August 13, 2008

Academic Standards For The Win

A federal judge upheld the right for the University of California to reject course credits from schools that are not up to their academic standards.

Plaintiffs in the case argued that students should have their credits honored by UC even if the school's curriculum declared the Bible as infallible and rejected current understanding of evolutionary biology in favor of superstition.

The school (rightly, IMHO) argued that it should be allowed to apply the same academic standards across the board, no matter what the religion of the students, and no matter what religion the originating school may be affiliated with. But plaintiffs wanted to frame the situation as religious discrimination against purportedly Christian beliefs. It is nothing of the sort.

"It appears the UC is attempting to secularize private religious schools," attorney Jennifer Monk of Advocates for Faith and Freedom said Tuesday. Her clients include the Association of Christian Schools International, two Southern California high schools and several students.

UC does nothing of the sort. It's as though these self-described Christian schools wish to ignore the consequences of ignoring science, yet their students want to participate in science programs at schools like UC.

Let's be honest, some self-described Christians who are Bible literalists have long declared their struggle a culture war. So it's not surprising that they paint academia with that brush. But it's merely a projection of their own worldview. It is they who imagine that by flooding universities with creationists, they'll gain traction for their superstition. They've been brushed back here, on purely academic grounds, which is as it should be.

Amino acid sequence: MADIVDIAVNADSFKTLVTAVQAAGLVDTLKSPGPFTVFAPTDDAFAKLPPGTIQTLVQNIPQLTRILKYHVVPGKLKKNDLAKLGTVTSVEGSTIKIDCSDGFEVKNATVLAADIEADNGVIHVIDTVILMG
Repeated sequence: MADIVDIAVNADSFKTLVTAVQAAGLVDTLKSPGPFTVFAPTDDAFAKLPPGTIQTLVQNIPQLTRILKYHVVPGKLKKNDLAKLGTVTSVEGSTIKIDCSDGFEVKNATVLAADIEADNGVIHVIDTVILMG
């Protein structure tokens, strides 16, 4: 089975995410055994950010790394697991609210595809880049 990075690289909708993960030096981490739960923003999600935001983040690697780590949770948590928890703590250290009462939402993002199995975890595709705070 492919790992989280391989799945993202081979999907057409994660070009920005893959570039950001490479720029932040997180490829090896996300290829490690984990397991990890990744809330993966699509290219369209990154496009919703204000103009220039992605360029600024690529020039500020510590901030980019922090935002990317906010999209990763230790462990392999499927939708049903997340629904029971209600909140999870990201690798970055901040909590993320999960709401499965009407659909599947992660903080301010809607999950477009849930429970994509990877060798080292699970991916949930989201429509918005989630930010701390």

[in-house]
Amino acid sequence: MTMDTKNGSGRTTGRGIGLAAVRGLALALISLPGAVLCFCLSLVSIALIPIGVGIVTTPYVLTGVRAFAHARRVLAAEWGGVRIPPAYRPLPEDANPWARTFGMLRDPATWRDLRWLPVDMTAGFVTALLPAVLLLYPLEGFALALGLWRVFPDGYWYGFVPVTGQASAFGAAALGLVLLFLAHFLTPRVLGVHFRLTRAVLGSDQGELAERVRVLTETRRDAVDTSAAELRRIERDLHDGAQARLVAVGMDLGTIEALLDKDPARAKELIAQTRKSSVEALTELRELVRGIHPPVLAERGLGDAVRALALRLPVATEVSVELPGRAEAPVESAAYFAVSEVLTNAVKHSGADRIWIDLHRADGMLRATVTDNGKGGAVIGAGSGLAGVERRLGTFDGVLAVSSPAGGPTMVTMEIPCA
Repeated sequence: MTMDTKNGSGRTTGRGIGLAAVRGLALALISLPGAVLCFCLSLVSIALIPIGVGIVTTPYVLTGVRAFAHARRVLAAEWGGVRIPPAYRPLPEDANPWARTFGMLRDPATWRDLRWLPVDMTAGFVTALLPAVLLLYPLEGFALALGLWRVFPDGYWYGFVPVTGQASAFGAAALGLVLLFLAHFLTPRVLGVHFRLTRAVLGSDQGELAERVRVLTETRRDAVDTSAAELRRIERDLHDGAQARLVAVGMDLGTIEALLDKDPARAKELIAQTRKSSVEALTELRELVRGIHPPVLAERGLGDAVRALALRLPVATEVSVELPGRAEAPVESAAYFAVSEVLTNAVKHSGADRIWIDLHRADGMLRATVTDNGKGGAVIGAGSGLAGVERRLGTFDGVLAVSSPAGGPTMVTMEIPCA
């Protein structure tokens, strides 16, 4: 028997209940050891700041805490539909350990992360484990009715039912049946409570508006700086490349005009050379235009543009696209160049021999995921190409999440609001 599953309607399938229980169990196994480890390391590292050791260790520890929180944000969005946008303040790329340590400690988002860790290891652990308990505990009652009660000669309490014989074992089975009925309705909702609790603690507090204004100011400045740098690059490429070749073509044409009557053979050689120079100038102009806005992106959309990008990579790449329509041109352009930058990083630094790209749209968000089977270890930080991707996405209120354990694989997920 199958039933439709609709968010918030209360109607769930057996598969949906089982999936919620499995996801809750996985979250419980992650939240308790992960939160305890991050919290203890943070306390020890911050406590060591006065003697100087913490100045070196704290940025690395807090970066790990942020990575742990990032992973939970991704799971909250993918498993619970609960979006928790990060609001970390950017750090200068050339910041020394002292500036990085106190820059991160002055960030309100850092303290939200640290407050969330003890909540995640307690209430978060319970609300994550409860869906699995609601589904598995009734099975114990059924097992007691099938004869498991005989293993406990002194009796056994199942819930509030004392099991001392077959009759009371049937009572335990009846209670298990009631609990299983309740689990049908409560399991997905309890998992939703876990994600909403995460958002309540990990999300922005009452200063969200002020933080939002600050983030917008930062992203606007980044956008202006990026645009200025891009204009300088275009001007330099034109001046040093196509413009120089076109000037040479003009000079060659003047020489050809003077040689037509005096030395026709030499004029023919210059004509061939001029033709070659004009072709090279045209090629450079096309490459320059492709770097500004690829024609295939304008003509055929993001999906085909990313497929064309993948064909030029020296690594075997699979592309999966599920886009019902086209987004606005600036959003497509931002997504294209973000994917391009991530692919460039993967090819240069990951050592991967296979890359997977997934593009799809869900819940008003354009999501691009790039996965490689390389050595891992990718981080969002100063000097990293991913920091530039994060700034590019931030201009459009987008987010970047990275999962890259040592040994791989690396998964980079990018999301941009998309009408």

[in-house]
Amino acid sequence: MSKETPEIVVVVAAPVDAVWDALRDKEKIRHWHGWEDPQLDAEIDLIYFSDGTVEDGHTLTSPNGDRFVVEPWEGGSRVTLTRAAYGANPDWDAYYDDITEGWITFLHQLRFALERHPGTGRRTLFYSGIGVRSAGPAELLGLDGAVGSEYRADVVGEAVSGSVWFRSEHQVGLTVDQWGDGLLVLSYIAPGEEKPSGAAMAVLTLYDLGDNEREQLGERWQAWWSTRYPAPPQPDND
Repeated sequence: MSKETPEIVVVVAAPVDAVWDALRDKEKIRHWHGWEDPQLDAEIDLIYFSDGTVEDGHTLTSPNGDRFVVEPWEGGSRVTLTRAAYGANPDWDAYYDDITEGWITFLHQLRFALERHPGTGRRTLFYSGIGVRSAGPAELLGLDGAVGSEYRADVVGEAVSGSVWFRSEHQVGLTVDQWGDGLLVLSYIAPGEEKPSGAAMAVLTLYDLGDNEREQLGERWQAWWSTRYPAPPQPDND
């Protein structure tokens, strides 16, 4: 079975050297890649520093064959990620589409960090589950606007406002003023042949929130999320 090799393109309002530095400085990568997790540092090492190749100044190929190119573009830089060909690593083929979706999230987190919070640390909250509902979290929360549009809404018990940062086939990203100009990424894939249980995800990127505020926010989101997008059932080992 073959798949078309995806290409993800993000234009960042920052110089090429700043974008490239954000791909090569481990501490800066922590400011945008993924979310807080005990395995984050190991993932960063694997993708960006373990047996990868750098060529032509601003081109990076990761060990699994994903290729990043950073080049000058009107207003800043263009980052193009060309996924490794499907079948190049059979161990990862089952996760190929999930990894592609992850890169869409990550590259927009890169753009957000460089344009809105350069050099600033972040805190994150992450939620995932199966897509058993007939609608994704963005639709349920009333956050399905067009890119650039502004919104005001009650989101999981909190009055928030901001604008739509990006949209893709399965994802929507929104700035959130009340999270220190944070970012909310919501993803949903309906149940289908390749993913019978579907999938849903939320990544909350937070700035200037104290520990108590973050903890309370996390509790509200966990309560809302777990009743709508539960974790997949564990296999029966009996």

If there are problems with evolutionary biology, you cannot solve those problems by being ignorant of it. This is a central problem of all anti-science; it's embracing of ignorance. That ignorance is a result of the fear of what learning can do to faith in things like the Bible's literal truth -- fear of having choices about what to believe -- fear about distinguishing between justified and unjustified belief.

Imagine trying to force a law school to accept credits from a school that refused to teach about any law that was not based directly on something in the Bible. It would be ridiculous.

In any case, the next battle will likely occur as these self-described Christians set up and fund their own universities, and then complain when their graduates can't get jobs in research.

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Posted by James at August 13, 2008 1:08 PM
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Yeah I saw this on Pharyngula. It's fine if you want your students to not be cognizant of reality, but you can't expect reality-based universities to ascribe any value to your students credits in woo-woo nonsense.

Don't like it? Boo-fucking-hoo. You walked away from reality, not the other way around.

Posted by: Chuck S at August 13, 2008 3:48 PM

Wonder if they would be upset if the University denied credits in classes at Fundamentalist Muslim schools.

Posted by: briwei at August 14, 2008 11:43 AM

LOL! Madrassa credits... there's a thought...

Posted by: Chuck S. at August 14, 2008 12:31 PM

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